• Playoff ban for new opt-in FHSAA members sparks ire

    TAMPA — On April 14, Gov. Rick Scott signed into law an education bill that, in part, established changes to the present structure of the Florida High School Athletic Association, forcing the organization to allow schools to opt-in to membership on a per-sport basis.

    Now the FHSAA — which has been in charge of high school athletics in Florida since 1920 — is fighting back with what some are calling “retaliatory” policies, and state legislators are threatening to take action.

    Before the passage of House Bill 7029, schools were required to be full members of the FHSAA for all the sports in which they competed. The legislation, which goes into effect July 1, states that not only can private schools now join on a per-sport basis, but the FHSAA “may not discourage a private school from simultaneously maintaining membership in another athletic association.”

    Still, in the FHSAA’s application for private school membership for the 2016-17 school year, it provides a chart listing the benefits of “full membership” and “partial membership,” with the latter not including the option of participating in the state playoffs. Essentially, opt-in members will be treated like independent schools, which have to join a secondary athletic association in order to participate in postseason play.

    “That language has never changed going back to 1999,” said Kyle Niblett, FHSAA public relations specialist. “If they’re a partial member, none of their sports can compete in the state playoffs.”

    As far as Rep. Ross Spano is concerned, that policy is in direct violation of the new law.

    “There’s not even the slightest hint of a question in my mind about what their intent is,” said Spano, one of the backers of the law. “From the very beginning, it was clear that their major concern over this bill was the impact it would have on their ability to control and monopolize high school athletes.”

    The Sunshine State Athletic Conference was originally formed in 2008 to provide independent schools — mostly charter and private schools that elected not to be in an FHSAA district because of their small size — the opportunity to compete in a football postseason, and it has since grown to include other sports.

    Tampa Bay schools Zephyrhills Christian (girls and boys basketball, football), Bishop McLaughlin (football) and Keswick Christian (football) are members of the organization. And while they are allowed to compete in the SSAC playoffs, the FHSAA grants them no additional games past the 10-game regular season.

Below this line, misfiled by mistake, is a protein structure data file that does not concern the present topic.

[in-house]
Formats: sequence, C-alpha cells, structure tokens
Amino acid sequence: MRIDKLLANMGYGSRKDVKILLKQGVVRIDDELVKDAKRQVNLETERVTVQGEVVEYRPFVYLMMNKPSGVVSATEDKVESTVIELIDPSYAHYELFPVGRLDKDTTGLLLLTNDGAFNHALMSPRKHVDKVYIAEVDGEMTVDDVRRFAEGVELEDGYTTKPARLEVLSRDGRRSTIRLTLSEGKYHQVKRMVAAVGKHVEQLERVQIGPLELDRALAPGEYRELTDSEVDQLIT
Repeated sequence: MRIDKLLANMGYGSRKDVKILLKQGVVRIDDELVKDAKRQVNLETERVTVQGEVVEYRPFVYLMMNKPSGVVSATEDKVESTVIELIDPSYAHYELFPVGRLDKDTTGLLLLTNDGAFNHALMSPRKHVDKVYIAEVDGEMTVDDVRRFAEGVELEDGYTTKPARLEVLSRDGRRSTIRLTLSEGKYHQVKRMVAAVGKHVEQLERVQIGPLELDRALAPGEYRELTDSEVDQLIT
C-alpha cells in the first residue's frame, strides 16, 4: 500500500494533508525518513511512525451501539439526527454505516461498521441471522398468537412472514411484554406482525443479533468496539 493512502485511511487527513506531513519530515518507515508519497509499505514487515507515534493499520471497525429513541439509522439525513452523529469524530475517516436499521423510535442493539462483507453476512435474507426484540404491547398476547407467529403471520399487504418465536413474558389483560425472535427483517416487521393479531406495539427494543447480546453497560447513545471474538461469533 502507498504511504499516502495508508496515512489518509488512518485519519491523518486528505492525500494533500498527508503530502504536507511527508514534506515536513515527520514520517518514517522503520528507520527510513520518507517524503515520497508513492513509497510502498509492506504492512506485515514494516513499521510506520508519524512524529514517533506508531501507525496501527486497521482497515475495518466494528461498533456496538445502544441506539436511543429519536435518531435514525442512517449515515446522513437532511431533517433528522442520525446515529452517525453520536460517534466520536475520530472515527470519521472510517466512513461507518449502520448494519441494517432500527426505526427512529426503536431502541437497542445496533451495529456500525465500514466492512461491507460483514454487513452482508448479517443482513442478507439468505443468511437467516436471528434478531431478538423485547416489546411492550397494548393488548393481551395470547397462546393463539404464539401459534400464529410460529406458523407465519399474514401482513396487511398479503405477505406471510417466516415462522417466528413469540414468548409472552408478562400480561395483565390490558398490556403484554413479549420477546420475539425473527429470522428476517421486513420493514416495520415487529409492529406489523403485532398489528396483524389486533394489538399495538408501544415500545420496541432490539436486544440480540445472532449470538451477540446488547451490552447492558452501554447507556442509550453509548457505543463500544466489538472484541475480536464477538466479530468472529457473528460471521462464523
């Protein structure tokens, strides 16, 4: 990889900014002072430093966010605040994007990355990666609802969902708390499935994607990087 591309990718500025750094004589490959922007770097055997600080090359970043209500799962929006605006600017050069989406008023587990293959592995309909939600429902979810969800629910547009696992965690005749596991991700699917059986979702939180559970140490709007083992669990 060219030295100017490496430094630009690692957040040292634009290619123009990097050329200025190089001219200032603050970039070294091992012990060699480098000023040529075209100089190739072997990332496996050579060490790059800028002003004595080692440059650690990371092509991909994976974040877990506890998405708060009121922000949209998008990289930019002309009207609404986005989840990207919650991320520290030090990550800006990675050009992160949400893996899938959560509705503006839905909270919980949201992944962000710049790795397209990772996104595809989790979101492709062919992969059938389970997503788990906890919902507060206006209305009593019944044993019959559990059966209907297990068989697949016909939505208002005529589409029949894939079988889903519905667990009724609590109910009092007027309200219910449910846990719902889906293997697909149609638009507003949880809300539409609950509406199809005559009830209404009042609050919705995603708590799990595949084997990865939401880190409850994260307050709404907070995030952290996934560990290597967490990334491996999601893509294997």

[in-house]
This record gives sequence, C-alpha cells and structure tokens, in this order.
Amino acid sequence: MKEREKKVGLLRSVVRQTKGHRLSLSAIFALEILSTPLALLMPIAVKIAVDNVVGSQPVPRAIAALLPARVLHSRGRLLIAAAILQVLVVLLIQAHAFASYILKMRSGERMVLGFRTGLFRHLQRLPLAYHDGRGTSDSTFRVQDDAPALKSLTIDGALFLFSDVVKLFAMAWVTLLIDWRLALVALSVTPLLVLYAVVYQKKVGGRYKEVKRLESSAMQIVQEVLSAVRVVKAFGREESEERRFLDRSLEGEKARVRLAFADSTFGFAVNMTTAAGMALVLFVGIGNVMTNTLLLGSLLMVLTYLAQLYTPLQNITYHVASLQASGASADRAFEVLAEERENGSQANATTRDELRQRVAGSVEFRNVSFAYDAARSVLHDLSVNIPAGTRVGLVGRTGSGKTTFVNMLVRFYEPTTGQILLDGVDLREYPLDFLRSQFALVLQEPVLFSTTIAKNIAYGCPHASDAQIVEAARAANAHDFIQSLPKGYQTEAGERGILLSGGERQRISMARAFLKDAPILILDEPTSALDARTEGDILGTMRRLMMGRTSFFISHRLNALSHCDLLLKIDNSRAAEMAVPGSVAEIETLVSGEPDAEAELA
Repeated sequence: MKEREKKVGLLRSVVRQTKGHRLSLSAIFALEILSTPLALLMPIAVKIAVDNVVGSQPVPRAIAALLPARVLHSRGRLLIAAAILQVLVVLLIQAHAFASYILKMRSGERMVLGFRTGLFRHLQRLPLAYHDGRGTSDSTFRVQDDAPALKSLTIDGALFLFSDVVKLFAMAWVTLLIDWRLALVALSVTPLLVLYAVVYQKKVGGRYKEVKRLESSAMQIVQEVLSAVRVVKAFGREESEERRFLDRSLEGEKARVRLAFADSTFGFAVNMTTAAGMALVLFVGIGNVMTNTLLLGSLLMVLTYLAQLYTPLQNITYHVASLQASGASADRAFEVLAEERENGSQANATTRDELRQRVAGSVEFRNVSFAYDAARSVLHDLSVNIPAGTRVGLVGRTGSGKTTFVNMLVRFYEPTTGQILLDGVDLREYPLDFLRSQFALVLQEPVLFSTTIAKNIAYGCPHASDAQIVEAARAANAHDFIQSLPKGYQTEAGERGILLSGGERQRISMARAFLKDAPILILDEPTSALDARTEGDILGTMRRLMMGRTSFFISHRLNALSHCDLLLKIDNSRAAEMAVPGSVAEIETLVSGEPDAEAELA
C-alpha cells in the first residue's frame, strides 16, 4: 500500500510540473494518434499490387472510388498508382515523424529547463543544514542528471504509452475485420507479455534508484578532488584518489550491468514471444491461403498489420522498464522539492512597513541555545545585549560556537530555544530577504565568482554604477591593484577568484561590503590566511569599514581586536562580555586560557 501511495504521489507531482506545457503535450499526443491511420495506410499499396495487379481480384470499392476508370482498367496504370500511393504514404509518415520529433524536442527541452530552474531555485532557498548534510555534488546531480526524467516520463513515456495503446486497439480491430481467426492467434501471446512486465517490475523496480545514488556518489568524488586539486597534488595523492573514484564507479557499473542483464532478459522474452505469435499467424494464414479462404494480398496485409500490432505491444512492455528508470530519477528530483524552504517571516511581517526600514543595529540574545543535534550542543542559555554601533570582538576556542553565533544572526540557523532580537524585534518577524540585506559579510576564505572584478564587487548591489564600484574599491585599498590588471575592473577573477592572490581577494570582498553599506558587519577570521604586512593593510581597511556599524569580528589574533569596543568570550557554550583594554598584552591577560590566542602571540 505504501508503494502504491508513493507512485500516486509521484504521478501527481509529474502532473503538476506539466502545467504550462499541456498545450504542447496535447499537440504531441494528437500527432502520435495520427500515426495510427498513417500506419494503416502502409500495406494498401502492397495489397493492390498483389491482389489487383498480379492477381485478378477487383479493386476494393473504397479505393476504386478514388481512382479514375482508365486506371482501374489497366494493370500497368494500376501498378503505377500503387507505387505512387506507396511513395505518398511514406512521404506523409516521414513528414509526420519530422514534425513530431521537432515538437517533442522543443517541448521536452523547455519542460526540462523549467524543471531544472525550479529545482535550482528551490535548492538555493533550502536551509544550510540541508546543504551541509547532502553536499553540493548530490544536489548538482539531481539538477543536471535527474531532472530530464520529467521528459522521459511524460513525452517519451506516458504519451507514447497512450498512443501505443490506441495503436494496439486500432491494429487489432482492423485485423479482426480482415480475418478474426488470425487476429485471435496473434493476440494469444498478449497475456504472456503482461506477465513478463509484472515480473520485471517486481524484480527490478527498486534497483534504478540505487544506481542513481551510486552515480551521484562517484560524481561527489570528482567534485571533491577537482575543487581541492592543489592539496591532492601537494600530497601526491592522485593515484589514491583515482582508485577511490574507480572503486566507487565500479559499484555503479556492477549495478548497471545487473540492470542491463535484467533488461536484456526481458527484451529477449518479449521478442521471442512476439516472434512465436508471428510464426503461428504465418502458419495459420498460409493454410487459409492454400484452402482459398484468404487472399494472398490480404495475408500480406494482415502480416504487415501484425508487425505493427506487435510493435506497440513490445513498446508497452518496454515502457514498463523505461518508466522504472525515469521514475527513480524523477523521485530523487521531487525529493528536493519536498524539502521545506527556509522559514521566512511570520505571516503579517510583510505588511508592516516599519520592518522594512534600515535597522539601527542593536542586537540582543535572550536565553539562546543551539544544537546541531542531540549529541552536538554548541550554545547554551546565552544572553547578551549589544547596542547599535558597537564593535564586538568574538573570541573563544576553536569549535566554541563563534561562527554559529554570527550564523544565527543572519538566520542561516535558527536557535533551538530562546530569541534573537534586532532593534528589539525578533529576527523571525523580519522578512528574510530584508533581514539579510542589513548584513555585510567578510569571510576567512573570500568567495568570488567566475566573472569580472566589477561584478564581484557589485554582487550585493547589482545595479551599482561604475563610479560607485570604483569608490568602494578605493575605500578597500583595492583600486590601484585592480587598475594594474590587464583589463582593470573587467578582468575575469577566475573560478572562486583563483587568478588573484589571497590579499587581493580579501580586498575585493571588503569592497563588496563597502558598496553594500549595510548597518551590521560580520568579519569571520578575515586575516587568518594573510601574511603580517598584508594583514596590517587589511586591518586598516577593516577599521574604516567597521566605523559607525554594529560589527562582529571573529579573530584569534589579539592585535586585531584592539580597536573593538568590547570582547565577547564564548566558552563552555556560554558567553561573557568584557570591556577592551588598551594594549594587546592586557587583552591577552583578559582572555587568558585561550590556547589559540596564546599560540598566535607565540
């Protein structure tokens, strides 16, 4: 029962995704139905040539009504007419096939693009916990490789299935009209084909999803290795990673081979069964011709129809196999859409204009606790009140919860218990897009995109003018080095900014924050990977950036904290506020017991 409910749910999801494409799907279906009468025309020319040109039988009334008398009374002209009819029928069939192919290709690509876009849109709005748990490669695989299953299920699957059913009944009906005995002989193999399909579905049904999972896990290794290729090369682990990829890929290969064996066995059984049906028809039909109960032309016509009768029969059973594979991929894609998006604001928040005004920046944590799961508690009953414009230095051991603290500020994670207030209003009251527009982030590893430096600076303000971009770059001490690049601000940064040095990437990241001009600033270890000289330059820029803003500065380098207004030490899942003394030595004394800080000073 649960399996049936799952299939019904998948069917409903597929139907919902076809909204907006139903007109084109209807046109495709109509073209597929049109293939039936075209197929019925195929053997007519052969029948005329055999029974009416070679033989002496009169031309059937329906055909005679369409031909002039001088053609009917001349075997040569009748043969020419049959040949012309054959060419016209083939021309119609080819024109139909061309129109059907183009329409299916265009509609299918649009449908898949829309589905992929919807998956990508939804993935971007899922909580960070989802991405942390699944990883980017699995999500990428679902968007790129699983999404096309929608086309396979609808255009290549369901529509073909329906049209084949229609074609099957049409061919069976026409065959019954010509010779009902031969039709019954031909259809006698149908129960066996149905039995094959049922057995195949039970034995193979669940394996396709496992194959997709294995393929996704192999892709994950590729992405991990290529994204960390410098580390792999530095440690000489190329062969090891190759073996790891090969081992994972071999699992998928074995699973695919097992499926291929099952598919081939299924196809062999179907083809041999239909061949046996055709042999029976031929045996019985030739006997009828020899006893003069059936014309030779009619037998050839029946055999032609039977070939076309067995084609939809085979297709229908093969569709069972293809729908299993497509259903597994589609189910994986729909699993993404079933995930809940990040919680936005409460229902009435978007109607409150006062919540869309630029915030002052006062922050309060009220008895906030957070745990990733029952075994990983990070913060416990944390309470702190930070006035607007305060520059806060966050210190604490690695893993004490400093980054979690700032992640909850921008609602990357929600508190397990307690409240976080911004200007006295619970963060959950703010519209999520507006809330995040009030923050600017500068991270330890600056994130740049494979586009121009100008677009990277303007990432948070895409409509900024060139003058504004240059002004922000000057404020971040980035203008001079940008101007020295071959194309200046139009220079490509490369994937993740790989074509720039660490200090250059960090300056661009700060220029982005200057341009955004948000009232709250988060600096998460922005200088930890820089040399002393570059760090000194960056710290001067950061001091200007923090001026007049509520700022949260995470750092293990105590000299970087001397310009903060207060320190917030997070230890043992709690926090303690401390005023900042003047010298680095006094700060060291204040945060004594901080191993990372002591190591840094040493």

SSAC president Stuart Weiss said he has been to Tallahassee and involved in monitoring potential legislation that would benefit the kind of small private and charter schools his organization represents. They were encouraged by the passage of the legislation, he added, but quickly disappointed by the FHSAA’s interpretation.

    “We just feel that’s unfair. We’ve tried to work within FHSAA. This is not our desire. This is not the way we wanted it to go. But we had to do this to seek fairness for our members,” he said. “Everybody who participates in sports just wants a chance to compete and win something.”

    Spano, a Republican who has represented District 59 (Hillsborough County) since he was elected in 2012, said he initially got involved in supporting the bill at the request of a contact who works closely with the SSAC.

    “When he asked me to run the bill, I said, ‘This sounds like something I can really be passionate about,’ ” Spano said. “I don’t have a problem getting behind an issue where you have the little guys, the little schools, trying to participate in an environment that’s fun and safe.”

    But based on the FHSAA’s response, he said, the concept of fairness has once again been muddled.

    The legislature has been in talks with the FHSAA lately about changing their stance, and Spano said he’s an optimist, hoping for cooperation with the nearly century-old governing body. If that doesn’t happen, though, he said litigation or disbanding the organization could be a consideration.

    “The question is, can we or should we be expected to continue to try over and over and over again to work with an organization that clearly does not respect the authority of the legislature? My answer to that is no,” Spano said. “If they’re not going to work with us in good faith … then we need to go in a different direction.”

     

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